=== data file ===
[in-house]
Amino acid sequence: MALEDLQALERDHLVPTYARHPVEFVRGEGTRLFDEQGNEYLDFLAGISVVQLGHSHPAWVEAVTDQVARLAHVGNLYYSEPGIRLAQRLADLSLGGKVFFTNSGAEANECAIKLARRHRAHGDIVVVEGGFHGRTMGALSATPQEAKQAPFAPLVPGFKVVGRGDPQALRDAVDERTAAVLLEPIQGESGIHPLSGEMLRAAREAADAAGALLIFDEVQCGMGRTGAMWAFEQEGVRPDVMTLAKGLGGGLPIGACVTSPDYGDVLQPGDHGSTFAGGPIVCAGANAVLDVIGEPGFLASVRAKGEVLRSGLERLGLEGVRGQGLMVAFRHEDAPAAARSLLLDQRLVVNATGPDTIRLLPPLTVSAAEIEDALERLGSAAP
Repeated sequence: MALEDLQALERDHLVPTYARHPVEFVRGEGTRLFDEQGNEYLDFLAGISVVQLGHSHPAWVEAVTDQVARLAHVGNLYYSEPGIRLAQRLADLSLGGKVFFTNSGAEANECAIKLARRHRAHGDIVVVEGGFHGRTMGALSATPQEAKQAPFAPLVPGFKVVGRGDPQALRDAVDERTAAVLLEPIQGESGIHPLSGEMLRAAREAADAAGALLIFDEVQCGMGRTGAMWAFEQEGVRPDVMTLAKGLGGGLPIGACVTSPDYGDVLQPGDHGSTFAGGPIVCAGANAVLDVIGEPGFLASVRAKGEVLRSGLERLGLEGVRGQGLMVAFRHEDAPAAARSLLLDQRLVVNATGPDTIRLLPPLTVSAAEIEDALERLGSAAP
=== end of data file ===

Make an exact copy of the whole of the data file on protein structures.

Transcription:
[in-house]
Amino acid sequence: MALEDLQALERDHLVPTYARHPVEFVRGEGTRLFDEQGNEYLDFLAGISVVQLGHSHPAWVEAVTDQVARLAHVGNLYYSEPGIRLAQRLADLSLGGKVFFTNSGAEANECAIKLARRHRAHGDIVVVEGGFHGRTMGALSATPQEAKQAPFAPLVPGFKVVGRGDPQALRDAVDERTAAVLLEPIQGESGIHPLSGEMLRAAREAADAAGALLIFDEVQCGMGRTGAMWAFEQEGVRPDVMTLAKGLGGGLPIGACVTSPDYGDVLQPGDHGSTFAGGPIVCAGANAVLDVIGEPGFLASVRAKGEVLRSGLERLGLEGVRGQGLMVAFRHEDAPAAARSLLLDQRLVVNATGPDTIRLLPPLTVSAAEIEDALERLGSAAP
Repeated sequence: MALEDLQALERDHLVPTYARHPVEFVRGEGTRLFDEQGNEYLDFLAGISVVQLGHSHPAWVEAVTDQVARLAHVGNLYYSEPGIRLAQRLADLSLGGKVFFTNSGAEANECAIKLARRHRAHGDIVVVEGGFHGRTMGALSATPQEAKQAPFAPLVPGFKVVGRGDPQALRDAVDERTAAVLLEPIQGESGIHPLSGEMLRAAREAADAAGALLIFDEVQCGMGRTGAMWAFEQEGVRPDVMTLAKGLGGGLPIGACVTSPDYGDVLQPGDHGSTFAGGPIVCAGANAVLDVIGEPGFLASVRAKGEVLRSGLERLGLEGVRGQGLMVAFRHEDAPAAARSLLLDQRLVVNATGPDTIRLLPPLTVSAAEIEDALERLGSAAP